So you have a wireless router that has been unobtrusively serving Wi-Fi to your family unit for a long time? Does it have a thick layer of residue on it?
Chances are, on the off chance that you answered yes to either address, you may not have upgraded your router’s firmware in a long while. On the off chance that you have, congratulations, you can stop reading this article at this moment, if not, read on.
What is Your Router’s Firmware?
Your router’s firmware is basically the operating framework that is specifically intended to keep running on your specific make and model of router (except if you are using a multi-router compatible open source firmware, for example, DD-WRT).
Usually, your router manufacturer will give firmware updates to your specific make and model of router, via their site, or via a tool within the administrative console of your router (typically accessible via an internet browser).
Why You Might Want to Upgrade Your Wireless Router’s Firmware
There are many reasons you may want to think about updating your router’s firmware, here are several of them.
Security Features and Fixes
One valid justification why your router manufacturer may put out a firmware update is because they are endeavoring to fix a vulnerability that was distinguished in the present firmware, updated firmware is similar to framework updates (as in Microsoft’s Windows Update). As bugs are found and remedied, updated firmware is released.
Router manufacturers may also issue a firmware update to upgrade features, for example, outdated encryption modules or they might add altogether new security mechanisms that weren’t in past renditions of the firmware.
Other than security fixes, your router manufacturer may have figured out how to enhance your router’s overall performance, which is always something to be thankful for. On the off chance that you don’t update your firmware, you won’t have the capacity to take advantage of any speed boosting upgrades that your router manufacturer might release in an update.
How to Perform a Firmware Upgrade
Each router is extraordinary, yet usually, they have a similar procedure for upgrading the router’s firmware. Here are the basic strides for performing a firmware upgrade, check your router manufacturer’s site for specific guidelines for your make and model.
Login to Your Router’s Administrator Console
Most present day routers use internet browser based administration which means you basically type in the IP address of your router so as to access it’s administrative capacities. This IP address is almost always a Private IP address which is usually accessed from inside your home network. This keeps pariahs from attempting to administer your router.
Each router manufacturer utilizes distinctive default addresses so check your specific router manufacturer’s site for details on which one your router may utilize. Many routers utilize 192.168.1.1 as this address however it varies.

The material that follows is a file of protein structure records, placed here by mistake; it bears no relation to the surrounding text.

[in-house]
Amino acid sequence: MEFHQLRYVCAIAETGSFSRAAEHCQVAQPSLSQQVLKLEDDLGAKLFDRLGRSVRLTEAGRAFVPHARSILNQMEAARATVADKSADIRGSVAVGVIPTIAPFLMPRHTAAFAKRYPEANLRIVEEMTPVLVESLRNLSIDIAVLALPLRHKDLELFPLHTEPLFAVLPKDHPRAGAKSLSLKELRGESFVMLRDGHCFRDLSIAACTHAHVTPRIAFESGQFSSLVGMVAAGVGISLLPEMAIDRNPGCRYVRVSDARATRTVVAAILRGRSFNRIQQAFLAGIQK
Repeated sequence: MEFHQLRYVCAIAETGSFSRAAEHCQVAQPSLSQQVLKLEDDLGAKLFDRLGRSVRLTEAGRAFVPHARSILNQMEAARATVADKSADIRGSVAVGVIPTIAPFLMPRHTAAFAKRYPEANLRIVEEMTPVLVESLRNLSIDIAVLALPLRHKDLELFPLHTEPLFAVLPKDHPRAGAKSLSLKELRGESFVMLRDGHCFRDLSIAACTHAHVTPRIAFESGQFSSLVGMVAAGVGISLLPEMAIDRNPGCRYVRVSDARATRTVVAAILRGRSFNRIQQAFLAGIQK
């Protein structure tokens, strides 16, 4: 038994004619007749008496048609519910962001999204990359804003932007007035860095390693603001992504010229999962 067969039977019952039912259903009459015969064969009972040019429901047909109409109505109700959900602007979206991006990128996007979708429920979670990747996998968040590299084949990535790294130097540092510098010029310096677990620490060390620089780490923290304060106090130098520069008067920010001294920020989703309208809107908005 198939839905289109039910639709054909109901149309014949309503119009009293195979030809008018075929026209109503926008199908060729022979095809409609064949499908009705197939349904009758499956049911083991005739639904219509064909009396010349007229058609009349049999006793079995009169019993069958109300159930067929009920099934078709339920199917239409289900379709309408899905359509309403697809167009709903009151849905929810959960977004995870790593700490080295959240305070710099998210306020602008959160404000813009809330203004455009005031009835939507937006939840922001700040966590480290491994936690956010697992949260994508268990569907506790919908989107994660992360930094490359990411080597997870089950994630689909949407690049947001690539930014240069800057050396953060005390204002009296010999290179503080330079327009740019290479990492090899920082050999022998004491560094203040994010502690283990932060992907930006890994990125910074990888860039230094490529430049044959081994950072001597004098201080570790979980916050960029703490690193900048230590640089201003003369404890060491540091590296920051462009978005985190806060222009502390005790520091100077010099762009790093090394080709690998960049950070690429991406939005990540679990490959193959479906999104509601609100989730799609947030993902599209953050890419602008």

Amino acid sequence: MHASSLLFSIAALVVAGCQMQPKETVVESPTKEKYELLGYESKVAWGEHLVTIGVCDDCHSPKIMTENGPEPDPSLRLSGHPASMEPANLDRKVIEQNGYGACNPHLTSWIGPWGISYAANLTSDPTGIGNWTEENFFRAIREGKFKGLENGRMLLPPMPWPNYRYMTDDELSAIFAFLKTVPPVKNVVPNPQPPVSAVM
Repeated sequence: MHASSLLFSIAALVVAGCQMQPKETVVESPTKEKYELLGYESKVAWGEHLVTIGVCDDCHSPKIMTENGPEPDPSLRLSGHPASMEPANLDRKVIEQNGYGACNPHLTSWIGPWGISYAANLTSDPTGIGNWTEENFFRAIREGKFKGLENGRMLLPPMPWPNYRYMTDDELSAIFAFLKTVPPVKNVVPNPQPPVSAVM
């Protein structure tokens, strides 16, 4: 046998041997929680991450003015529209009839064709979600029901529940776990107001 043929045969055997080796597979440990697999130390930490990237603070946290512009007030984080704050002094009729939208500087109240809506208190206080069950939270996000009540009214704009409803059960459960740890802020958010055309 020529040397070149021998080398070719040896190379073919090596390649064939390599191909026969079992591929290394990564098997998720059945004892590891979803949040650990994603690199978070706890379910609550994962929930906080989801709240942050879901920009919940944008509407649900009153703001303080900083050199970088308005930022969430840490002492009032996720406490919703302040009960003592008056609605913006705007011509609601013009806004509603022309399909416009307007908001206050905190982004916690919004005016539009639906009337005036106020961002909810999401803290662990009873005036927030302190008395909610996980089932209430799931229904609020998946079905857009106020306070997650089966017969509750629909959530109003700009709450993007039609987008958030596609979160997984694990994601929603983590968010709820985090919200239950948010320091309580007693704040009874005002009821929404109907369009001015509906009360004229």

Here are some common default addresses fro a portion of the more popular wireless router brands.
- Apple: 10.0.1.1
- Asus: 192.168.1.1
- Buffalo Tech: 192.168.1.1
- Dlink: 192.168.0.1 or 10.0.0.1
- Cisco/Linksys: 192.168.1.1 or 192.168.0.1
- Netgear: 192.168.0.1 or 192.168.0.227
After you enter the IP address of your router in your program’s address bar, you will probably be incited for the administrator name (typically “admin” or “administrator”) and the default administrator password. These credentials can almost certainly be obtained from your router manufacturer’s site or they might be located on a label on the bottom or back of your router, typically located near the serial number of the router.
Locate The Firmware Upgrade Section of the Administrator Console
Usually, there is a dedicated firmware upgrade area within the router administration site. It may be located under the Router Setup page, the “About This Router” page, or perhaps under a “Maintenance” or “Firmware Update” heading.
Download and Install The Router Firmware (from a confided in source)
More up to date routers will probably make it easy to download and install the firmware specifically from within the router administrative console. A few routers may necessitate that you first save the file to your PC and then select the firmware file via the administration console.
Regardless of the technique, make beyond any doubt you are downloading specifically from the manufacturer or from another confided in source (if using open source router firmware). In the event that conceivable, scan the file for malware before performing the firmware upgrade.
IMPORTANT NOTE: Don’t interfere with a firmware upgrade that is in advancement or you could potentially damage (block) your router. Attempt to avoid completing an upgrade amid a lightning storm as firmware upgrades and power outages don’t blend well.